This was a very interesting episode for a few reasons. For one we saw nothing of King’s Landing, so no Cersei, Jamie, and co.; but for another we saw other stories really get a boost in drama and performances. Also we delved a little more into the history and mythos of the world finishing in one of the series most gut-punching endings. And that’s saying a lot.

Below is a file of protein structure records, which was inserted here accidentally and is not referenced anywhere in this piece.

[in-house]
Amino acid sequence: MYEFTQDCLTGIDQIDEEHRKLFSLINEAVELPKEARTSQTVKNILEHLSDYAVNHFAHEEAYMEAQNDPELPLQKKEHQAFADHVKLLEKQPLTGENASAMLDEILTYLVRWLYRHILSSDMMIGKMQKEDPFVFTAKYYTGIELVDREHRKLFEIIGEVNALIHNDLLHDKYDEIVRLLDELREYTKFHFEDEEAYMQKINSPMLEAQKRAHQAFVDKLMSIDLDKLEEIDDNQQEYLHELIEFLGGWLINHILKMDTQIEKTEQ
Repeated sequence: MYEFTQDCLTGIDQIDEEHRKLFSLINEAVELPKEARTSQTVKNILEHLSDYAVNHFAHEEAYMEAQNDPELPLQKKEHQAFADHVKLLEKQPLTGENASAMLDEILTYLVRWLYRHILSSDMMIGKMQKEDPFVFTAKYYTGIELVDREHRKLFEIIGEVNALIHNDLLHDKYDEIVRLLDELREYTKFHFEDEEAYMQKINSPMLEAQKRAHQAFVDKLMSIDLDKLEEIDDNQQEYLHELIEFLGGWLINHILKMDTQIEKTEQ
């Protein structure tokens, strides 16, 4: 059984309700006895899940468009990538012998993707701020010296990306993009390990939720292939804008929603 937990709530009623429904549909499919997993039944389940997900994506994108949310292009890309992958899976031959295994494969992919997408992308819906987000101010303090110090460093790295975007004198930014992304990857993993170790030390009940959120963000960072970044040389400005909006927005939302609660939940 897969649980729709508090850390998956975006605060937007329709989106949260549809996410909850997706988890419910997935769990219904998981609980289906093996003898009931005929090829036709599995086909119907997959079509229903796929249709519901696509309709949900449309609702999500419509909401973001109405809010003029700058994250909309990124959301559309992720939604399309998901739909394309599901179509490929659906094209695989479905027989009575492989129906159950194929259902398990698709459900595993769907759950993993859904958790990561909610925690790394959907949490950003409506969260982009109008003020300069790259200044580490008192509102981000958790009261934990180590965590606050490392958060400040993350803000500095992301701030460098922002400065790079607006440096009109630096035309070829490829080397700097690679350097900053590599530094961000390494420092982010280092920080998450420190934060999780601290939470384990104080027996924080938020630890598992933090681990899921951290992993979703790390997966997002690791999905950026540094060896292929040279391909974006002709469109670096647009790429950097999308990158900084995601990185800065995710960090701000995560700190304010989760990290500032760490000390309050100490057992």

One of the seemingly minor stories that’s really starting to take off is the one at the Iron Islands. At the Kingsmoot, Yara Greyjoy argues for her right to succeed her father with most of the elders determined not to allow it because she’s a woman. However Theon in the first time he’s been assertive and bold in years, comes to her defence in spite of some declaring him a more fitting heir. It’s great to see him embracing himself as Theon Greyjoy again and standing up for something he believes in. Gemma Whelan and especially Alfie Allen are really good this week, and most of the audience is clearly on their side. But then the man who killed Balon, his brother Euron Greyjoy (who looks barely older than his niece and nephew) appears, admits to the murder, and declares himself a better choice pointing out Theon’s castration to discredit him. But Yara and Theon both debate back, the latter noting that Euron hasn’t been on the Iron Islands in years. It turns out Euron’s plan is to wed Daenerys Targaryen (yeah good luck with that) and give her the Iron fleet which seems to win over enough support, and crown him king. But his plan will prove very hard as Yara, Theon, and a number of loyalists take off in that fleet. It definitely looks like there’s going to be a civil war that parallels the Anarchy, which if it turns out like that historical conflict, will surely end with Yara never actually attaining the throne but her son doing so in her stead.